08 October, 2021

‘No Teacher, No Class – State of the Education Report for India 2021’ released by UNESCO with CETE

This report is a tribute to teachers in India who have nurtured generations of learners over time

The Teacher Education Initiative (TEI) of the Tata Trusts envisages the revitalization of the teacher education sector by developing and offering quality programmes in pre-service and in-service teacher education. The initiative also aims to offer quality academic and pedagogic resources towards teacher education, and undertake national interventions to develop the skills of the teachers of the country.

Founded in 2018 under the TEI, Centre of Excellence in Teacher Education (CETE) at Tata Institute of Social Sciences (TISS), Mumbai, is all set to make a positive dent in one of the most neglected and important sectors within education – Teacher Development. The latest evidence of CETE’s ability to take up research and evidence based advocacy is witnessed through its collaboration with UNESCO. The collaboration has led to the publication of the much awaited “No Teacher No Class – State of the Education Report for India 2021”.

Authored by the strong academic team of CETE, the report situates the teacher in the context of a citizens’ right to education, as stipulated in the Constitution of India under the Right to Education Act 2009. With approximately 9.7 million teachers currently teaching in India, the report attempts to provide an understanding of the key aspects of the teaching profession. The report strongly recognises the importance of a teacher’s professional development in ensuring quality education for students and emphasises on the teacher’s autonomy, motivation and agency, and suggests ways like vibrant communities of practice.

Important findings of the report are weaved around the following important areas:

  • Profiling of Teachers – The profession is gender balanced with about 50% female-teachers. There are however significant variations in the inter-state and rural areas
  • Status and Terms of Employment – The teaching profession is regarded with an average status in India. It is however a career of choice for women and youth from rural areas in particular. Private school teachers and early childhood education teachers are highly vulnerable groups.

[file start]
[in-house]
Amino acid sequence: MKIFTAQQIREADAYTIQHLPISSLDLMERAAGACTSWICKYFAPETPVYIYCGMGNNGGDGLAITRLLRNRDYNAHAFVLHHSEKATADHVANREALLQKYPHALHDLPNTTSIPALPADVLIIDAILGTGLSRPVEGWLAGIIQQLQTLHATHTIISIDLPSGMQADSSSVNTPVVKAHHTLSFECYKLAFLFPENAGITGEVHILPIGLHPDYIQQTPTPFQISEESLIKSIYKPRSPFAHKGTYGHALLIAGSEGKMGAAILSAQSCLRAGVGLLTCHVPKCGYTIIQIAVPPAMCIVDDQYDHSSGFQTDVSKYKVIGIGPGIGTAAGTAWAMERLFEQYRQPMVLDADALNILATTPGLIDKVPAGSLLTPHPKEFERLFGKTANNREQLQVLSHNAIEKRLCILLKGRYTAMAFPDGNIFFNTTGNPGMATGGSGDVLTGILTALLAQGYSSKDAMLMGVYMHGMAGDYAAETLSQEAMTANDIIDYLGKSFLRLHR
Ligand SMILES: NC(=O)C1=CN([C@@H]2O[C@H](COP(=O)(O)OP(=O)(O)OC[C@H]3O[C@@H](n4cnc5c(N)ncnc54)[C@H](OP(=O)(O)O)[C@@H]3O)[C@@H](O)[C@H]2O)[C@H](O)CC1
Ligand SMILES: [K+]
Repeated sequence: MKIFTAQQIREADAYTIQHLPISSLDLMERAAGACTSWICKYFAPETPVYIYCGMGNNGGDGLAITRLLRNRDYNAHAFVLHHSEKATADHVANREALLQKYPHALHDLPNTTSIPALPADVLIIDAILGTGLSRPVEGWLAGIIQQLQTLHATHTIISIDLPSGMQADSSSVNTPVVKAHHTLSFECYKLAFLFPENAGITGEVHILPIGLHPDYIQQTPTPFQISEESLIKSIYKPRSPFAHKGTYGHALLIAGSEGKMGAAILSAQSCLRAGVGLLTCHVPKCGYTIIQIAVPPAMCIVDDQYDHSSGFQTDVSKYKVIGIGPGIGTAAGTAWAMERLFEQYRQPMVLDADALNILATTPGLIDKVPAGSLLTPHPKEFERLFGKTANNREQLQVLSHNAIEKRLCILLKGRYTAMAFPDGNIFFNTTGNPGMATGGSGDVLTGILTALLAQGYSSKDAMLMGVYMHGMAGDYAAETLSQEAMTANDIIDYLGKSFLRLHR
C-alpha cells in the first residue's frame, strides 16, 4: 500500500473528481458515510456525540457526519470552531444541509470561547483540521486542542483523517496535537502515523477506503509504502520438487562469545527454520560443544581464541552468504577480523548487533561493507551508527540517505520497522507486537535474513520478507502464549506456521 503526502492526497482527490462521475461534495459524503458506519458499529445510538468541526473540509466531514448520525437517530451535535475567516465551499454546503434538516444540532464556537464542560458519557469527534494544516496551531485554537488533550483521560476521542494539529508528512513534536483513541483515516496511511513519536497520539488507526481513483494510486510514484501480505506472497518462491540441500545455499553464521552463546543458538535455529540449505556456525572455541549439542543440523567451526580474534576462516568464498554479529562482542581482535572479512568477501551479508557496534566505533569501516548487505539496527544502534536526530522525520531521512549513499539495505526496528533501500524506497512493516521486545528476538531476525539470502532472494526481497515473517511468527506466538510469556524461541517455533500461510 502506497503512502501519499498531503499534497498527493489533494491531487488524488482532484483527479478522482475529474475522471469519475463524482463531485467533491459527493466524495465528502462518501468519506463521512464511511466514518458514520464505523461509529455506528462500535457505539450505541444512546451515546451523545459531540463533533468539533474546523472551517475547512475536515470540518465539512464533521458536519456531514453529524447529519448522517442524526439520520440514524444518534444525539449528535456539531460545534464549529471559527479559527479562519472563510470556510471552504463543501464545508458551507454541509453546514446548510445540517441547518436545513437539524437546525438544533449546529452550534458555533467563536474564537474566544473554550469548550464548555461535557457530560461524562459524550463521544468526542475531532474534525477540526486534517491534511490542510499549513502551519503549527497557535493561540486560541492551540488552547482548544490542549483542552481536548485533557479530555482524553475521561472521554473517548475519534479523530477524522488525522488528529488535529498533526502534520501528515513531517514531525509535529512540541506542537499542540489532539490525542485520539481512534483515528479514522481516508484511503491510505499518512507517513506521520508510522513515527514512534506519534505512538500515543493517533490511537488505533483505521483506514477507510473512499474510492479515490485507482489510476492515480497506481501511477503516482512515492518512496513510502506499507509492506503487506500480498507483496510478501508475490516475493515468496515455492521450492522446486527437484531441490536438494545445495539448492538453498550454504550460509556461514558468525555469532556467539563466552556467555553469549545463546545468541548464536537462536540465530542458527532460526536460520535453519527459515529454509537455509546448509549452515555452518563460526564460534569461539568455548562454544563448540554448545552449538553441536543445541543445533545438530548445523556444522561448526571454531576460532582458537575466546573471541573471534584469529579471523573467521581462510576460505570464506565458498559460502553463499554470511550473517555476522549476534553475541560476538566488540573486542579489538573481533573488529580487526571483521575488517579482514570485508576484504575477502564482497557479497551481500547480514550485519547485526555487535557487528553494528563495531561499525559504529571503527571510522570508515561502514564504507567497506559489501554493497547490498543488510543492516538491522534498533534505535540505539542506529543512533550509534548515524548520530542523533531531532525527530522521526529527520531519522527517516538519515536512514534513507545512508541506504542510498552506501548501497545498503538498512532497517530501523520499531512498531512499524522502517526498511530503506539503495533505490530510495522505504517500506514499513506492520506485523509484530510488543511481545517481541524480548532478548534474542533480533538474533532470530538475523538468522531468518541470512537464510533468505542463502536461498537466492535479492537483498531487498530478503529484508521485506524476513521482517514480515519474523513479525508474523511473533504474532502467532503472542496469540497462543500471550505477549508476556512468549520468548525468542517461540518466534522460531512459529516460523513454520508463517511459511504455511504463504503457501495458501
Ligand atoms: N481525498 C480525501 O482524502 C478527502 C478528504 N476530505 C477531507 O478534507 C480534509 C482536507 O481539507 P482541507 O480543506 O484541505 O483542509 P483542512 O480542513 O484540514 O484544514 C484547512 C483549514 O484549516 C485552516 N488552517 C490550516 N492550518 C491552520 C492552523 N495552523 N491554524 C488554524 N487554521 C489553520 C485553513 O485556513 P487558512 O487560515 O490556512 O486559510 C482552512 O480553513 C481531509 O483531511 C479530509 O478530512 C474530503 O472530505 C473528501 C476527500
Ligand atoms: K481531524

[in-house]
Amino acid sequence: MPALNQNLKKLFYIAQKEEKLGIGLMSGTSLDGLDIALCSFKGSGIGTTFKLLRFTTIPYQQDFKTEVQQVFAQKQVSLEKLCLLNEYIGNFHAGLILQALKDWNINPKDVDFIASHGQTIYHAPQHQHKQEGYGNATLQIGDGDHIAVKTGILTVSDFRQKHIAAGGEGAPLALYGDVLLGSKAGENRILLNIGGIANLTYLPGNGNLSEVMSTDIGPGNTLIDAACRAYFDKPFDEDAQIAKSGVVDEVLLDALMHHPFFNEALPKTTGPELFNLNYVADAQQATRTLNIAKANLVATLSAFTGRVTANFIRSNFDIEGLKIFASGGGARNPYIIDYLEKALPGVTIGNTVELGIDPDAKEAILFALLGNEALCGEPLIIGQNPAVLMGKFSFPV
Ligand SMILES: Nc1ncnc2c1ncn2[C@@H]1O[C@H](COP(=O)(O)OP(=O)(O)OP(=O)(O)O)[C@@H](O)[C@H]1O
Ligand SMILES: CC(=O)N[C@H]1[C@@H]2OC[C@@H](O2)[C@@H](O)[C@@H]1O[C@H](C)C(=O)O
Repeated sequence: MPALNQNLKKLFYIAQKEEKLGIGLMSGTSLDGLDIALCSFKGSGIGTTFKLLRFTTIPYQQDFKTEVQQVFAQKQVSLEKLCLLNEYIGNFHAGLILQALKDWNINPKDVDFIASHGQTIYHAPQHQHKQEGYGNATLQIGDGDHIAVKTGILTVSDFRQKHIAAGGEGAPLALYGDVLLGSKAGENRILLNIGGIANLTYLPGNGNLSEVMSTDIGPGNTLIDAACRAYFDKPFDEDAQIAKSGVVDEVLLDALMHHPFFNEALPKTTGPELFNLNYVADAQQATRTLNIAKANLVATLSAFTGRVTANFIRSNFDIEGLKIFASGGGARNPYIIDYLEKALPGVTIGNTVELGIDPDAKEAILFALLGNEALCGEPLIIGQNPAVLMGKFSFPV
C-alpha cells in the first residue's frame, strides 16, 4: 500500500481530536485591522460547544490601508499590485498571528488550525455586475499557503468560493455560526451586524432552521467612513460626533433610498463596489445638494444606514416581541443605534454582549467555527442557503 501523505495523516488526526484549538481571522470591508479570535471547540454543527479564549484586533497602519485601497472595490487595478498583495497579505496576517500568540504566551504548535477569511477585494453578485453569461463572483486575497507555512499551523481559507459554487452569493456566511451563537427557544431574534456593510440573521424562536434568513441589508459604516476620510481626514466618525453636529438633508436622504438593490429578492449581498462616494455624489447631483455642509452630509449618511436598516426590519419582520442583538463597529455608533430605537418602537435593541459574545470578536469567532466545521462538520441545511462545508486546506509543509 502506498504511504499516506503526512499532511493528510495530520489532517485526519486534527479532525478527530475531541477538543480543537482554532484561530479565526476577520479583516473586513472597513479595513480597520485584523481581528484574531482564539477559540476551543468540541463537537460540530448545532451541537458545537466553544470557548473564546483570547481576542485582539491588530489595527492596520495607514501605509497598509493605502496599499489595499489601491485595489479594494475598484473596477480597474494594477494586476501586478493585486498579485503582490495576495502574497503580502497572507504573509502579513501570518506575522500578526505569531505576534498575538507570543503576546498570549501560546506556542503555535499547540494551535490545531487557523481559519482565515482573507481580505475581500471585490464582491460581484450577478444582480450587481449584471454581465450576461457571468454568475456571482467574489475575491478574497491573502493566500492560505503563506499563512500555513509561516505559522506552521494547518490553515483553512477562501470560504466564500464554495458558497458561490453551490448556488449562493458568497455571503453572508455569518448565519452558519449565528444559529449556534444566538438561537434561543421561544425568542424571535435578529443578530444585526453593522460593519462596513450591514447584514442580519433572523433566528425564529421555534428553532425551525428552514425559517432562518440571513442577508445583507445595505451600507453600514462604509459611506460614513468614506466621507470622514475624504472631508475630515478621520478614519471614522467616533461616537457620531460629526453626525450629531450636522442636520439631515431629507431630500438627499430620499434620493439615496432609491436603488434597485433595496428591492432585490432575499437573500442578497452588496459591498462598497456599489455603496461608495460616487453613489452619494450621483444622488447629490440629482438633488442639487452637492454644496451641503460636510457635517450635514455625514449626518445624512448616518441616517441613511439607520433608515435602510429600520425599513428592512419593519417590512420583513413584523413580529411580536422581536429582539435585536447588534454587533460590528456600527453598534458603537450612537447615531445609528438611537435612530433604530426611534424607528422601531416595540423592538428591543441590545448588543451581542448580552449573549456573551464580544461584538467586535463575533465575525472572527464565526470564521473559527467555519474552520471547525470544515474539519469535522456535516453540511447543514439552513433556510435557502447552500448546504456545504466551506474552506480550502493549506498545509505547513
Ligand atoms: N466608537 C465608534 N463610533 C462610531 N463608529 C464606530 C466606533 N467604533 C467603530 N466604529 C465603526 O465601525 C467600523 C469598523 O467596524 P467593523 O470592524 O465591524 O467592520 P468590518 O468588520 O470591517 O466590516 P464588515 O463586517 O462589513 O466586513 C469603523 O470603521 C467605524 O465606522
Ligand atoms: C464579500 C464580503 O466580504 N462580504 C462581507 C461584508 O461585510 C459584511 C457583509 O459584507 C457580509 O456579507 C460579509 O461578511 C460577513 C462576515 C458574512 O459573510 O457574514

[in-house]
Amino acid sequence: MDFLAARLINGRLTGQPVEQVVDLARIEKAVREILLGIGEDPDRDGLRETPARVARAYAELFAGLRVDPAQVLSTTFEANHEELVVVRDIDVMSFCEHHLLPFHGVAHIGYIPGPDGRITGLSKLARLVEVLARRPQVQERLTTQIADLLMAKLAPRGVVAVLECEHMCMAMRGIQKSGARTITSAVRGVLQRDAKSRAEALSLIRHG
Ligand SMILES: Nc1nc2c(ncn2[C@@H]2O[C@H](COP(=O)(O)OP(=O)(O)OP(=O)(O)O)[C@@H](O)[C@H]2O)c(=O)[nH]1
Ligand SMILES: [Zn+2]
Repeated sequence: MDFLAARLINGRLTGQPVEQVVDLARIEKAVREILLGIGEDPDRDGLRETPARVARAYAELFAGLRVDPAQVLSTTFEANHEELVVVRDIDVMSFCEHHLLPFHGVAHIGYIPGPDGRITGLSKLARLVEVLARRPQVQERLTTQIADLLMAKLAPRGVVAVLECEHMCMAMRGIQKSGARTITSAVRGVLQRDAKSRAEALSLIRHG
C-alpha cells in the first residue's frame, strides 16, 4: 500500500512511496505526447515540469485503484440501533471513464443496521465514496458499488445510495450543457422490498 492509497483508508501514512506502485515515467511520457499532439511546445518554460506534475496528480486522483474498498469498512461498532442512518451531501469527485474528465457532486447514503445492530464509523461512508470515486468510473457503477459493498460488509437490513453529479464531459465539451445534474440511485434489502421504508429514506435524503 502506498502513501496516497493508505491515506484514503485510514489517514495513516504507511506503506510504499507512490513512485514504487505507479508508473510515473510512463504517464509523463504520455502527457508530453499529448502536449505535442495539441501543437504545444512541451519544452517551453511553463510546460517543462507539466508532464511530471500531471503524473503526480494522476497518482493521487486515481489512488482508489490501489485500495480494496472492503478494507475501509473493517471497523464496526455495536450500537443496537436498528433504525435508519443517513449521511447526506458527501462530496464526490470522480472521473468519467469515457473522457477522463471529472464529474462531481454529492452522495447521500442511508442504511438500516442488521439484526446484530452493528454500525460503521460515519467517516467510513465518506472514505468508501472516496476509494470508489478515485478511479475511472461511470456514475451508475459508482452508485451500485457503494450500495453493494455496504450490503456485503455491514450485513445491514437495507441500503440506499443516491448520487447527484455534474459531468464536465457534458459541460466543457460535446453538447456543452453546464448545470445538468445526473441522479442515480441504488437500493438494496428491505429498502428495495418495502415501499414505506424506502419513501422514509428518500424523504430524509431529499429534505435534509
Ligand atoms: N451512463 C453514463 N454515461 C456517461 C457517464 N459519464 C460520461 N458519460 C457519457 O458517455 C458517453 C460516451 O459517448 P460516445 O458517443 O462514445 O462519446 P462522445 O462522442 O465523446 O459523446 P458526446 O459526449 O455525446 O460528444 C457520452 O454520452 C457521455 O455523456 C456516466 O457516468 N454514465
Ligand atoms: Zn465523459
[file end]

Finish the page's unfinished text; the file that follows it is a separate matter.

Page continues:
• Teaching Practices in India – Teacher-centric practices dominate the Indian pedagogical landscape in both government and private schools, and in most subject areas. These practices are linked to the teachers’ beliefs regarding their learners, the process of learning, subject matter and the aims of education.
  • Pre and in-service Professional Training – A large proportion of teacher education programmes in India are run in ‘self-financed’ colleges. Pre-service teacher education curricula need to be improved, and supported with Indian language teaching-learning resources. In-service teacher education is widespread and now incorporates technology, although research is still needed to understand models that work effectively.
  • Teachers and ICT – Most teachers are found to have positive attitudes and beliefs about integrating technology in education. However, they feel that it is time-consuming, and that they lack professional skills. COVID-19 pandemic has also exposed the vulnerability and insecurity of teachers.

Following are the key recommendations of the report to ensure a meaningful march towards the attainment of the Sustainable Development Goal 4 (SDG4):

  • Improve the terms of employment of teachers in both public and private schools
  • Increase the number of teachers and improve working conditions in North Eastern states, rural areas and 'aspirational districts'
  • Recognise teachers as frontline workers
  • Increase the number of physical education, music, art, vocational education, early childhood and special education teachers.
  • Value the professional autonomy of teachers
  • Build teachers' career pathways
  • Restructure pre-service professional development and strengthen curricular and pedagogical reform
  • Support communities of practice
  • Provide teachers with meaningful ICT training
  • Develop teaching governance through consultative processes, based on mutual accountability

The report was also made available to the public at large on 5th October on World Teachers Day. Read the report here.

*The report is also available on the UNESDOC website

Tata Trusts is proud to share that with the report, an important milestone of deconstructing the need for teacher education and building a roadmap has been attained.

Achieving this goal would require active collaboration between the government, civil society organisations and academic institutions.

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